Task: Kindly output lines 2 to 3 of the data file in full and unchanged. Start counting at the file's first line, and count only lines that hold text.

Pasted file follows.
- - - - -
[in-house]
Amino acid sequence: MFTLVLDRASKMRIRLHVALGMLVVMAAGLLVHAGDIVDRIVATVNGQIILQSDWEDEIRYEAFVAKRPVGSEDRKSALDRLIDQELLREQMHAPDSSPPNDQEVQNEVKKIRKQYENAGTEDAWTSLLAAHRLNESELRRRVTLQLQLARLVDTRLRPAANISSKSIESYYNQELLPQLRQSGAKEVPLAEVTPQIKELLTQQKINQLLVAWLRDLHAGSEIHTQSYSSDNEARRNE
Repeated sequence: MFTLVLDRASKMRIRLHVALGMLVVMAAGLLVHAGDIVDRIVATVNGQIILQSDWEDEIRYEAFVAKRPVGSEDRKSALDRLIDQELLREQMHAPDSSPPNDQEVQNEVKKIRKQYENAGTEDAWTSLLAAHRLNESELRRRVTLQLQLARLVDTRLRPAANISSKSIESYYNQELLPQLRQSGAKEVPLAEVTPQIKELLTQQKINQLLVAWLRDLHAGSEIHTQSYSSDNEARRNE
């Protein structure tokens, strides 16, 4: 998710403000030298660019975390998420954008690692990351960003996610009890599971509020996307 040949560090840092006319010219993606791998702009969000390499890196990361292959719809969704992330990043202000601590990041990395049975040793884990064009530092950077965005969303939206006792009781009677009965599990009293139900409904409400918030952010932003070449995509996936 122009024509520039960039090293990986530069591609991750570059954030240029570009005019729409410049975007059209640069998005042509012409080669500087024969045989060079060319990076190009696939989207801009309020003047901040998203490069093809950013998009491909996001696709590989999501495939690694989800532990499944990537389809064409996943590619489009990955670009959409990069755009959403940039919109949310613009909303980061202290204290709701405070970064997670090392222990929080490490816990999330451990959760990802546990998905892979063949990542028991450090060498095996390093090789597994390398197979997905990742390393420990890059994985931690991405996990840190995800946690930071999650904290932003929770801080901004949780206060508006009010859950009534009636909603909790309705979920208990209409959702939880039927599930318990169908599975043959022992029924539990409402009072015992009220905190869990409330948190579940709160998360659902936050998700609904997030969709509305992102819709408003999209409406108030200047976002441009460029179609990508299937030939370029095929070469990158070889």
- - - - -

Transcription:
Amino acid sequence: MFTLVLDRASKMRIRLHVALGMLVVMAAGLLVHAGDIVDRIVATVNGQIILQSDWEDEIRYEAFVAKRPVGSEDRKSALDRLIDQELLREQMHAPDSSPPNDQEVQNEVKKIRKQYENAGTEDAWTSLLAAHRLNESELRRRVTLQLQLARLVDTRLRPAANISSKSIESYYNQELLPQLRQSGAKEVPLAEVTPQIKELLTQQKINQLLVAWLRDLHAGSEIHTQSYSSDNEARRNE
Repeated sequence: MFTLVLDRASKMRIRLHVALGMLVVMAAGLLVHAGDIVDRIVATVNGQIILQSDWEDEIRYEAFVAKRPVGSEDRKSALDRLIDQELLREQMHAPDSSPPNDQEVQNEVKKIRKQYENAGTEDAWTSLLAAHRLNESELRRRVTLQLQLARLVDTRLRPAANISSKSIESYYNQELLPQLRQSGAKEVPLAEVTPQIKELLTQQKINQLLVAWLRDLHAGSEIHTQSYSSDNEARRNE